10 things to do after leaving university

10 things to do after leaving university

If you’re feeling a little lost, down, confused and stressed, then don’t worry; you’re not alone. Leaving university and entering ‘the real world’ is a huge transition. There is so much pressure on all of us these days and leaving uni can be the toughest time of all. However just because you have left the place you’ve called home for the last three years doesn’t mean it has to mark the end of your carefree years. Neither, does it mean that you have to go back home. I chose to drop out of my first year of university after finding it wasn’t for me: I have honestly never looked back.

Leaving uni, like many things, is a case of mind over matter. Here’s how to see this transition as the beginning of your life, rather than the end of it.

1: Enjoy being back home. There are so many perks of spending time at home such as; free accommodation, good food, the chance to spend a Friday night in watching tv rather than going out, take some time to relax at home with your family. See old friends, explore your hometown and ask for all the meals that you couldn’t be bothered to cook for yourself over the last few years

2: And then go somewhere new. The most depressing thing you could do after university is spend months at home worrying about your future. Make plans to flat-share with friends, rent a room, work abroad or just travel if you have the money. Getting away and regaining your independence will help motivate you so you can work out which direction your life is going next.

3: Travel. You’ve spent the last three years getting an education, now it’s time to get out there and learn about the world. Go with a friend or on your own and take advantage of the fact that you have no commitments. Why not book a one-way ticket? who knows how the places you go and the people you meet will shape the rest of your life.

4: Embellish your CV. So you’ve got your degree, now it’s time to make your cv stand out from the crowd. Get the basics covered like your driving licence, volunteer, learn a language or develop an obscure hobby. Maybe you’re not sure what you want to do now as a career. This is the time to try everything from personal training, law or journalism courses, photography classes, nutrition courses. How will you know what you’re good at unless you try it first?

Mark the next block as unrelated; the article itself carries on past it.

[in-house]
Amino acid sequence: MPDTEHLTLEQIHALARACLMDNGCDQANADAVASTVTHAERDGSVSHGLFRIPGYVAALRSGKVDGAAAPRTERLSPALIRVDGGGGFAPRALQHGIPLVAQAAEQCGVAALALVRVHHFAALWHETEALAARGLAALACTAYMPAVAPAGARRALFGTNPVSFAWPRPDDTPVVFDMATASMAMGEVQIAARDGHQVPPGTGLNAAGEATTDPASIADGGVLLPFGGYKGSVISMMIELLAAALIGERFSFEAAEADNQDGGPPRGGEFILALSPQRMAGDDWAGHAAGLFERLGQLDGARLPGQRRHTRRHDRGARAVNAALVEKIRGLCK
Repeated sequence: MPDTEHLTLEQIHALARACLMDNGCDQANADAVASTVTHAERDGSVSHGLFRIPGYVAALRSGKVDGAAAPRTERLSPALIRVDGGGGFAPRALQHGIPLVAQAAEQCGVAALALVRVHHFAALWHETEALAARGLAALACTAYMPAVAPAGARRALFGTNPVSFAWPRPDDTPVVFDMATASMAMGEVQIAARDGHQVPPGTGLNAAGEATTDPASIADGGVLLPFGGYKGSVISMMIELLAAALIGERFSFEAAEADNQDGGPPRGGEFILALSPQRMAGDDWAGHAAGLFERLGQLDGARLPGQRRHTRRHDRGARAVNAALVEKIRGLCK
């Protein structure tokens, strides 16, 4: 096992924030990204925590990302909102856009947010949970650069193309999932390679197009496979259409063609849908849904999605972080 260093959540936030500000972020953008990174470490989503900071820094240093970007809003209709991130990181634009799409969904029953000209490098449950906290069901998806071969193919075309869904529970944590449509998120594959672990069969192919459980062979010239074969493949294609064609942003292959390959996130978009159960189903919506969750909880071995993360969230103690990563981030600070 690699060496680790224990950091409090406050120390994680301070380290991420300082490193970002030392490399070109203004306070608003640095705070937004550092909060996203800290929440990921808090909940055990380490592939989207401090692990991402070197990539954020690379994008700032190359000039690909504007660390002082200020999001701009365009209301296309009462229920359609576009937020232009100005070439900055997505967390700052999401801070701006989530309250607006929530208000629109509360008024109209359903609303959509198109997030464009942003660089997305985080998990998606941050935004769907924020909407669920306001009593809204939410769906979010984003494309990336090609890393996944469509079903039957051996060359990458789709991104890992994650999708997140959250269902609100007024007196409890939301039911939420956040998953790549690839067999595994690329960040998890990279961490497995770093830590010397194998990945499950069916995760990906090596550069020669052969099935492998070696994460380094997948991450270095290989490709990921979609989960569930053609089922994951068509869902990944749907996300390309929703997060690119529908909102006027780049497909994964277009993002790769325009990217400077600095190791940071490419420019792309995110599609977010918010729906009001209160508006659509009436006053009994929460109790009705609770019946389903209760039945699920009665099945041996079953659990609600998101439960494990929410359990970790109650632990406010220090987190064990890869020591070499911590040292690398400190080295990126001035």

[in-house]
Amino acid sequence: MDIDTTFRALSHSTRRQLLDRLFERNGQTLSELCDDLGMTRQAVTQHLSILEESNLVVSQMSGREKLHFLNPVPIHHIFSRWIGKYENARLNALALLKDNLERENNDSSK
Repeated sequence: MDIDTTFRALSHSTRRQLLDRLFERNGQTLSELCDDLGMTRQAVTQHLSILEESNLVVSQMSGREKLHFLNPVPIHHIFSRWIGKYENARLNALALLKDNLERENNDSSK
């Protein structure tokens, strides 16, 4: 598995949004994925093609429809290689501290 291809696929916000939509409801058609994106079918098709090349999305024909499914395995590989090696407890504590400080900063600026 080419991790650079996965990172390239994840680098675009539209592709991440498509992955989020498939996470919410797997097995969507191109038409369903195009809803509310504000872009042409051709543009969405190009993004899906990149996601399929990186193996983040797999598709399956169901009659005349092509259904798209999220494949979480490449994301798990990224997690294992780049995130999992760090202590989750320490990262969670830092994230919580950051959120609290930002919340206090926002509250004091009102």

5: Get fit. Even if you haven’t spent the last three years living off 45p super noodles, the months after uni are a great time to get yourself into optimum health and fitness. Join a gym or arrange activities with a friend. If you’re into cooking then why not look at some food blogs and set yourself tasks to cooking new healthy meals. If you’re one of those people that needs something to work towards, then why not sign up for a race which you have to train for?

6: Learn something. If you’ve been to uni you probably like learning (at least a little). Just because you’ve left doesn’t mean it has to mark the end of your education. Have a look online and see what short courses or evening classes are available. These could be art related, language, maths, even cooking. Your local sixth form colleges are great places to start looking.

7: Get a job. Work won’t just come to you, you’ve got to put yourself out there. Remember that you can always take a break after a while if you need to and you could always start a part-time or freelance role for greater flexibility.

8: Find a new place to call home. One of the biggest misconceptions is that you must have it all planned out before you move out and live somewhere new. As long as you have a little money behind you, pick a place that you fancy moving to and make it happen. The UK has so many amazing cities to offer besides London. Bristol, Manchester, Dublin, Cardiff, Belfast. You could even do a working holiday abroad. There’s plenty of opportunities for young graduates. Have a look online first for affordable rooms or flats to rent and then just go. Get a waitress/ shop assistant job to support yourself when you first get there and spend some time job searching for something more related to your dreams once you’re there.

9: Have fun. If you’re not enjoying life then really what is the point. Go out, meet friends, do crazy things. Party to your heart’s content, live, laugh love and don’t take life too seriously. If you’re unhappy with what you’re doing then do something else. If you’re bored, do something. Don’t be negative or surround yourself with negative people. Life is short and it’s there to be enjoyed. Don’t spend time thinking about what you could be doing. Just do it.

10: Don’t go backwards. There’s a motto that I stand by in life- Don’t go backwards. Sure, sometimes for practical reasons, that doesn’t always work out but you can always strive for growth.
This can be emotional. For example, don’t live in the past and don’t dwell on all the fun you’ve had. If you keep looking behind you, you’ll miss what lies ahead. Plan things for the future, wonder about what tomorrow looks like, rather than reliving the day before. Don’t go back to old jobs because it’s easy, or visit old places, restaurants, clubs, because you find insecurity in the unknown. Don’t hang out with people that aren’t making you happy anymore. Find new people. Channel that fear and embrace new experiences. You never know what new part of yourself you’ll find along the way.







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